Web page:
Gluten and Weight Control
The issue regarding gluten consumption and weight control is a common topic of discussion in our clinic.
Often people experience weight loss or weight gain when starting a gluten-free diet.
By its obvious nature, gluten intolerance has a profound effect on the absorption of nutrients from the digestive tract and production of hormones and enzymes regulating metabolism of fat, carbohydrates, and proteins.
Even though gluten-free diet weight loss and gains are a normal part of beginning a new diet, it is valuable to know the factors that may play into the struggles.
Do gluten peptides stimulate weight gain?
There is a prevailing theory that gluten causes an increase in hunger because gluten breaks down into peptides that have structural similarities with opioid peptides.
It is easy to assume that opioid peptides resulting from gluten digestion and absorbed into the blood will reach the brain and lead to blissful feelings and increased appetite. However, the presence of opioid peptides in the gastrointestinal tract during digestion does not necessarily mean these are absorbed in sufficient amounts, remain stable after absorption, or reach the brain to elicit a biological effect.
The opioid peptides are relatively small and most are broken down completely by the combined action of gastric acids and gastric and pancreatic enzymes. Any peptides that still pass into the blood are not in a sufficient quantity nor do they remain stable enough to induce a measurable biological effect resulting in an increased change in food consumption.
Nutr Bull, 47(2): 186-198. (Jun 2022) “Do gluten peptides stimulate weight gain in humans?” Brouns, Fred; Shewry, Peter R.
Risk of obesity during a gluten-free diet
Authors of a meta-analysis assessing the risk of obesity on a gluten-free diet observed some increases in the mean BMI but concluded that a gluten-free diet does not increase the risk of becoming overweight or obese.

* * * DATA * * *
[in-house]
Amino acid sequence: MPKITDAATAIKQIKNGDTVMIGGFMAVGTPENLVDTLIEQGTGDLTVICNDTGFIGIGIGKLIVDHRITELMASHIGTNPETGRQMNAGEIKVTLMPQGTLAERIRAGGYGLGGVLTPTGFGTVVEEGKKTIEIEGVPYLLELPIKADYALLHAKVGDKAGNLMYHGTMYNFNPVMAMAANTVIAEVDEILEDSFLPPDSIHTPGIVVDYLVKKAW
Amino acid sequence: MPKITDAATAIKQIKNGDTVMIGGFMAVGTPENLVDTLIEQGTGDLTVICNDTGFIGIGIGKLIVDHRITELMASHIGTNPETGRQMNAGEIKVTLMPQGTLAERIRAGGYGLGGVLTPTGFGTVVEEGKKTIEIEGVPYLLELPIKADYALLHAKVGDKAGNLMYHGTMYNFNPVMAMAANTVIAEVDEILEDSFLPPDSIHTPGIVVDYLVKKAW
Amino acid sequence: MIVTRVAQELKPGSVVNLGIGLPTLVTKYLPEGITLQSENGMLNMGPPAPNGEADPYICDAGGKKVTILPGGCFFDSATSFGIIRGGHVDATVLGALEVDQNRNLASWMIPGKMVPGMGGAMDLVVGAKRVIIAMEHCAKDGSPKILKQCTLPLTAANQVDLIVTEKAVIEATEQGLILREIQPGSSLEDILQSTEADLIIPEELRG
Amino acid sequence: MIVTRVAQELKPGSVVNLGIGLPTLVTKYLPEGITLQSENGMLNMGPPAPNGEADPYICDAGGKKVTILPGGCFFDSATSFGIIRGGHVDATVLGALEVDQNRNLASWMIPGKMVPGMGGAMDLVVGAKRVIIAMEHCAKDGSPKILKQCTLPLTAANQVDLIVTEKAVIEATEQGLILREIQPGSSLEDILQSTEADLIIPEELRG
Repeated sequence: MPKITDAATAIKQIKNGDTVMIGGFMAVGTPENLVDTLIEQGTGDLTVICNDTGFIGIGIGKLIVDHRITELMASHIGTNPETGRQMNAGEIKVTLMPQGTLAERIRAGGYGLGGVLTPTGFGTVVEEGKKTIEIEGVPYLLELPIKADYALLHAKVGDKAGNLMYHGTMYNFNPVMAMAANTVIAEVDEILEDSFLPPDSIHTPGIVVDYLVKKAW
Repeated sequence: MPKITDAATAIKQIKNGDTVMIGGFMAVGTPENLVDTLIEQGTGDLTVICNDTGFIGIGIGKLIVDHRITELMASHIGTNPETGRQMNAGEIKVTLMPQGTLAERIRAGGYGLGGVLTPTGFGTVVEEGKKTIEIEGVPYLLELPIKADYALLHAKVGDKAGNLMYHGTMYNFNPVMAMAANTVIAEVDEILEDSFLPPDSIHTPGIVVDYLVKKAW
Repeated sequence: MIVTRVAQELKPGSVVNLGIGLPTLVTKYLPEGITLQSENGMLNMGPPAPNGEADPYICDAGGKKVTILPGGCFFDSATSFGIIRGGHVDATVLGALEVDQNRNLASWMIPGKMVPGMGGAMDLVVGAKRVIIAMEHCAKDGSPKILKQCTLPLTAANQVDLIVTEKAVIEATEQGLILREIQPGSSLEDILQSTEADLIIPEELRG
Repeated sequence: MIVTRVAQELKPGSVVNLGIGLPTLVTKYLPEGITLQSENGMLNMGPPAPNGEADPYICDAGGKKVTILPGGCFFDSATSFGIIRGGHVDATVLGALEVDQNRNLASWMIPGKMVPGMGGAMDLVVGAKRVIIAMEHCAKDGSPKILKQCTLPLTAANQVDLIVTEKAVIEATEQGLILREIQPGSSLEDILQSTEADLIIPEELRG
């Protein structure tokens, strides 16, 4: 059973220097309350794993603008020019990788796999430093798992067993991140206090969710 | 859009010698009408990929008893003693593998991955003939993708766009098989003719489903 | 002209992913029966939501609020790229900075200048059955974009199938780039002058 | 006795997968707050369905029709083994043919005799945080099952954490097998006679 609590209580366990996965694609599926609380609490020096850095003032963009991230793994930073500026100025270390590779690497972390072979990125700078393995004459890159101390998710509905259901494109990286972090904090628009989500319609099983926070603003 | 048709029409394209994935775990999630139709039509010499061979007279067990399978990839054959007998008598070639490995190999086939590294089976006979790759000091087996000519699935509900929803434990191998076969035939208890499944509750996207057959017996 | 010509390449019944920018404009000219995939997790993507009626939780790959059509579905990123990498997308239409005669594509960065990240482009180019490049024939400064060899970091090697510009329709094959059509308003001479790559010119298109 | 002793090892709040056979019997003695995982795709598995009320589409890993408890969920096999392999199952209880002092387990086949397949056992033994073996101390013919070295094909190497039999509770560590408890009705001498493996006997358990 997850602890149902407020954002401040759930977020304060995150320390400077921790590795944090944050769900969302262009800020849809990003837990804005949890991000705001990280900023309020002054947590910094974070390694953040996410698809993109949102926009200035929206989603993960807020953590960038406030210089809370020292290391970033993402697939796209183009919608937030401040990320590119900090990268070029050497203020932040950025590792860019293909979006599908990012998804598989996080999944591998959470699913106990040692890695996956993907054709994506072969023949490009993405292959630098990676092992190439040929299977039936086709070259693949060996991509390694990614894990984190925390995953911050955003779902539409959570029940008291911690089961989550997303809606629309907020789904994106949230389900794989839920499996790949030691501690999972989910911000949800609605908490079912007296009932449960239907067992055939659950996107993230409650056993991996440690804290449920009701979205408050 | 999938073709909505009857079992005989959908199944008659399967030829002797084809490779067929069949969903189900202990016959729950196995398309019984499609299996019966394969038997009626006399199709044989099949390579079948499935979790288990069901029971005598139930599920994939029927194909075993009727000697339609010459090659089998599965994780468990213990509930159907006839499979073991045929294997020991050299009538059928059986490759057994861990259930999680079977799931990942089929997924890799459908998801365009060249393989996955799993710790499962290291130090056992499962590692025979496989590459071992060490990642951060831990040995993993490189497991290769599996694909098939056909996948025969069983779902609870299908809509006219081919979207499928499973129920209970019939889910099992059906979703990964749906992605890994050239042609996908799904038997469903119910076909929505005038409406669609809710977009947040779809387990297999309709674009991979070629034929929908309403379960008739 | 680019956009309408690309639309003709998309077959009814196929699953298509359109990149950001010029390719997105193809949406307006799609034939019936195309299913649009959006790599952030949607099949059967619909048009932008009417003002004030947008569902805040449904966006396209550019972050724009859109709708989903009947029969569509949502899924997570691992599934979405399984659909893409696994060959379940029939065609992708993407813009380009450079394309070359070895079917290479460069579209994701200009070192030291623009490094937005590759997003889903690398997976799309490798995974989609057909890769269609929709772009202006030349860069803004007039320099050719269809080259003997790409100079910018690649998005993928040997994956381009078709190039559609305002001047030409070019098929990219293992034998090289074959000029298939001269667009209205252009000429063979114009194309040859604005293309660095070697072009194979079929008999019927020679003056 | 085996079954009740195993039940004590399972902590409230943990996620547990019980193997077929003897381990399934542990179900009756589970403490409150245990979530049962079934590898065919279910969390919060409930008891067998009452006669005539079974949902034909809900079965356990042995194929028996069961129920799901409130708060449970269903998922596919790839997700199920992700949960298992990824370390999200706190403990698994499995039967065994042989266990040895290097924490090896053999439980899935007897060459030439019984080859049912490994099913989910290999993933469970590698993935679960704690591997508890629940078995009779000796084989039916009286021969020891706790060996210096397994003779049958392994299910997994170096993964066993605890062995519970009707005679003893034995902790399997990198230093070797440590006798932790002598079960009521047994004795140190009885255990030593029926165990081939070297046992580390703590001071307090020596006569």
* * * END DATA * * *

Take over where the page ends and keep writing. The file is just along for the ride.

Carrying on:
The data demonstrated that 9% of the entire study population moved to a higher BMI category. This percentage was higher in the adult subgroup than in children (12% vs. 6%).
In contrast, 20% of the study population moved from the overweight/obese category to the underweight/normal category, with the percentage significantly higher in the pediatric versus the adult population (34% vs. 8%).
Explanations for the increase in weight on a gluten-free diet may be due to better absorption after the restoration of intestinal mucosal function with the gluten-free diet or a poor composition of the gluten-free diet with an increased intake of gluten-free processed food options containing high amounts of calories, fat, and sugar.
Nutr Rev, 10;81(3): 252-266. (Feb 2023). “Risk of obesity during a gluten-free diet in pediatric and adult patients with celiac disease: a systematic review with meta-analysis”
Barone M, Iannone A, Cristofori F, Dargenio VN.
Primary amenorrhea as a manifestation of celiac disease
Celiac disease is a systemic autoimmune disorder that has a wide range of clinical manifestations that can include weight loss, short stature, and amenorrhea (loss of menstrual period).
Amenorrhea is often, but not exclusively, caused by chromosomal irregularities that lead to primary ovarian insufficiency or anatomic abnormalities. However, in the absence of structural defects, diseases that affect the hypothalamic–pituitary–gonadal axis should be considered. Systemic illness, such as celiac disease if severe enough, can decrease hypothalamic gonadotrophin-releasing hormone secretion which leads to secondary or primary amenorrhea.